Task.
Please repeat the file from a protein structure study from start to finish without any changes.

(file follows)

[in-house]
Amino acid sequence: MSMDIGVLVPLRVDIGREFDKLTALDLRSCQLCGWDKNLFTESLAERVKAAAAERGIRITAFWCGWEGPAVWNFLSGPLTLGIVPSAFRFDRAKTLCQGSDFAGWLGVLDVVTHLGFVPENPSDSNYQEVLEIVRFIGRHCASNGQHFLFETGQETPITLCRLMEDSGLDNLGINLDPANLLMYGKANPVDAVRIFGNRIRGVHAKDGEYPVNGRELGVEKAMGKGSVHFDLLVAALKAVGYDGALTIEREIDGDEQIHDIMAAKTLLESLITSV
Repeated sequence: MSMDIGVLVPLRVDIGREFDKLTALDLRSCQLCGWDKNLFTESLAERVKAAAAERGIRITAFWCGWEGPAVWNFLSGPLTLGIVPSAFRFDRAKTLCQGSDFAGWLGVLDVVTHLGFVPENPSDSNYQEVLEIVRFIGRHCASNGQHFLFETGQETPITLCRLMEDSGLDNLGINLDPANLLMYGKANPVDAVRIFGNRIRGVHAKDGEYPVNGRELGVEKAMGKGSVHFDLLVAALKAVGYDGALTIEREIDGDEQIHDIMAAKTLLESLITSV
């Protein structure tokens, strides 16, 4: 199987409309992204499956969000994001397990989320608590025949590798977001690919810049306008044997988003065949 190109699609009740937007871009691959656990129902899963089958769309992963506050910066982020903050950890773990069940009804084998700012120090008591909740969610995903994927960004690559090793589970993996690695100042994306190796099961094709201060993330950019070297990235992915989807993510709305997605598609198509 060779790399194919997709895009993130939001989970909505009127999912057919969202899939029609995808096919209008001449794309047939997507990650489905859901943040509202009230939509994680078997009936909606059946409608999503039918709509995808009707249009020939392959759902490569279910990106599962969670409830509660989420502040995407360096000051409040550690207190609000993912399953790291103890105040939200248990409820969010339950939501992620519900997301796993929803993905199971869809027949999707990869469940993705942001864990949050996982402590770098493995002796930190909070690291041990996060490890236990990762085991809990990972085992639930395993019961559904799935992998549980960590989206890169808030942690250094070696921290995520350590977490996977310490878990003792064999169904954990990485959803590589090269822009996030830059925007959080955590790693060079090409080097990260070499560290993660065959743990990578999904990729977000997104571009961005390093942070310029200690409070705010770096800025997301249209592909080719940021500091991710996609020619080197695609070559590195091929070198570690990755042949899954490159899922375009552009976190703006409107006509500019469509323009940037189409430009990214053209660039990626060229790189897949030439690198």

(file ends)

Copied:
[in-house]
Amino acid sequence: MSMDIGVLVPLRVDIGREFDKLTALDLRSCQLCGWDKNLFTESLAERVKAAAAERGIRITAFWCGWEGPAVWNFLSGPLTLGIVPSAFRFDRAKTLCQGSDFAGWLGVLDVVTHLGFVPENPSDSNYQEVLEIVRFIGRHCASNGQHFLFETGQETPITLCRLMEDSGLDNLGINLDPANLLMYGKANPVDAVRIFGNRIRGVHAKDGEYPVNGRELGVEKAMGKGSVHFDLLVAALKAVGYDGALTIEREIDGDEQIHDIMAAKTLLESLITSV
Repeated sequence: MSMDIGVLVPLRVDIGREFDKLTALDLRSCQLCGWDKNLFTESLAERVKAAAAERGIRITAFWCGWEGPAVWNFLSGPLTLGIVPSAFRFDRAKTLCQGSDFAGWLGVLDVVTHLGFVPENPSDSNYQEVLEIVRFIGRHCASNGQHFLFETGQETPITLCRLMEDSGLDNLGINLDPANLLMYGKANPVDAVRIFGNRIRGVHAKDGEYPVNGRELGVEKAMGKGSVHFDLLVAALKAVGYDGALTIEREIDGDEQIHDIMAAKTLLESLITSV
């Protein structure tokens, strides 16, 4: 199987409309992204499956969000994001397990989320608590025949590798977001690919810049306008044997988003065949 190109699609009740937007871009691959656990129902899963089958769309992963506050910066982020903050950890773990069940009804084998700012120090008591909740969610995903994927960004690559090793589970993996690695100042994306190796099961094709201060993330950019070297990235992915989807993510709305997605598609198509 060779790399194919997709895009993130939001989970909505009127999912057919969202899939029609995808096919209008001449794309047939997507990650489905859901943040509202009230939509994680078997009936909606059946409608999503039918709509995808009707249009020939392959759902490569279910990106599962969670409830509660989420502040995407360096000051409040550690207190609000993912399953790291103890105040939200248990409820969010339950939501992620519900997301796993929803993905199971869809027949999707990869469940993705942001864990949050996982402590770098493995002796930190909070690291041990996060490890236990990762085991809990990972085992639930395993019961559904799935992998549980960590989206890169808030942690250094070696921290995520350590977490996977310490878990003792064999169904954990990485959803590589090269822009996030830059925007959080955590790693060079090409080097990260070499560290993660065959743990990578999904990729977000997104571009961005390093942070310029200690409070705010770096800025997301249209592909080719940021500091991710996609020619080197695609070559590195091929070198570690990755042949899954490159899922375009552009976190703006409107006509500019469509323009940037189409430009990214053209660039990626060229790189897949030439690198």